Like swallows returning to San Juan Capistrano in the spring, Chia Pets begin appearing every December on late-night television and in the gift aisles of many stores. (Full disclaimer: I bought one for the Yankee Swap at Harvard Health Publication’s annual Christmas party.) Water these ceramic figures and they sprout a green “fur” from seeds embedded on the surface. Silly? Sure, that’s why they are such a hit. What you might not know is that the seeds may someday be a real gift for people with diabetes.
Chia seeds come from a plant formally known as Salvia hispanica, which is a member of the mint family. It gets its common name from the Aztec word “chian,” meaning oily, because the herb’s small, black seeds are rich in oils. It was a staple food for the Aztecs, and legend has it that their runners relied on chia seeds for fuel as they carried messages one hundred or more miles in a day. Chia seeds contain more healthy omega-3 fats and fiber than flax or other grain seeds. They are also a good source of protein and antioxidants.
Some preliminary research indicates that chia seeds could — I stress the “could” — help people with diabetes control their blood sugar and protect their hearts. Studies in animals show that a chia-rich diet lowers harmful LDL cholesterol and triglycerides while increasing beneficial HDL cholesterol. And a white-seeded variant of chia, called Salba, helped diabetic volunteers control their blood sugar, as well as their blood pressure and new markers of cardiac risk, such as C-reactive protein. The results were published in the journal Diabetes Care.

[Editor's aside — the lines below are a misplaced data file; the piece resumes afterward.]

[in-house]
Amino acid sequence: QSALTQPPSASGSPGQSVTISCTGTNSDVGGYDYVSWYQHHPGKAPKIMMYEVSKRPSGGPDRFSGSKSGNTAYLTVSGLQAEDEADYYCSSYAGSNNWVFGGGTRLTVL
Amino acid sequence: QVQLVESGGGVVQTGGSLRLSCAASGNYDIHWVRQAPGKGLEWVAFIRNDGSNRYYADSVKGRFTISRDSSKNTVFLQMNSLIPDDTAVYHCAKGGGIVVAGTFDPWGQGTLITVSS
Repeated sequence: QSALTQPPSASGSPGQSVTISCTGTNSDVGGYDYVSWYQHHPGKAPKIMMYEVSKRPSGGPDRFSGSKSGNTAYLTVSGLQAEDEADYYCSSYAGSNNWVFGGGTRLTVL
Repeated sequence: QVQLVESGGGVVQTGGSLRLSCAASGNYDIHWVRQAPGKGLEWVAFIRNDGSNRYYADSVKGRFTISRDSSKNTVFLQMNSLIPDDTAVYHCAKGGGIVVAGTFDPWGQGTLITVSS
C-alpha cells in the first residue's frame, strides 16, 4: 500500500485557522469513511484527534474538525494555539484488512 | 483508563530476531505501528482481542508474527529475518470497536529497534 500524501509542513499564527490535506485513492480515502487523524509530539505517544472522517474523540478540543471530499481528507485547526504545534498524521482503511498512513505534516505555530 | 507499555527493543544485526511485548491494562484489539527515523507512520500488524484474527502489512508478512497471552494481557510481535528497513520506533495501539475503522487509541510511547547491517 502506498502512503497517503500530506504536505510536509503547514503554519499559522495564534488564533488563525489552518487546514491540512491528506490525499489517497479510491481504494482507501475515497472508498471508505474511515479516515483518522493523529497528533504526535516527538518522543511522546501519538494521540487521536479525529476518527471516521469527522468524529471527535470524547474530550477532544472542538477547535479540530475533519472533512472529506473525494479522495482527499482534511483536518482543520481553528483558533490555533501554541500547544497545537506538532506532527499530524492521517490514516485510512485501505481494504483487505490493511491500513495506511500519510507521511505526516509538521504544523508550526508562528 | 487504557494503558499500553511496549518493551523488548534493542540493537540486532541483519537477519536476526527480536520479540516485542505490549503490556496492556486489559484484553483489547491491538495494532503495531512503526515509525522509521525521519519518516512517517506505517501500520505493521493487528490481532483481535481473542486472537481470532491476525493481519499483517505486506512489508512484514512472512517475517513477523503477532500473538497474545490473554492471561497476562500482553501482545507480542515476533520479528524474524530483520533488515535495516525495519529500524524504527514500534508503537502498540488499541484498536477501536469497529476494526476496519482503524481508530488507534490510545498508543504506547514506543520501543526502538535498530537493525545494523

Before you rush out to buy Salba, which is sold online and in health food stores, keep in mind that it worked only slightly better than wheat bran (which is less expensive and easier to find). In addition, the study was small (20 volunteers), lasted for just 12 weeks, and the results haven’t yet been replicated.
The real message of this work is that cutting back on highly-refined grains (white bread, white rice, etc.) and embracing more whole grains (whole-wheat bread, brown rice, oatmeal, quinoa, chia, and more) is good for people with diabetes and almost everyone else. Numerous studies show that eating more whole grains and foods made from them and cutting back on highly refined grains is an excellent way to fight heart disease, diabetes, and other chronic conditions. Coupling that with the stress reduction you get from watching a Chia Pet’s fur grow could really make a difference!
*This blog post was originally published at Harvard Health Blog*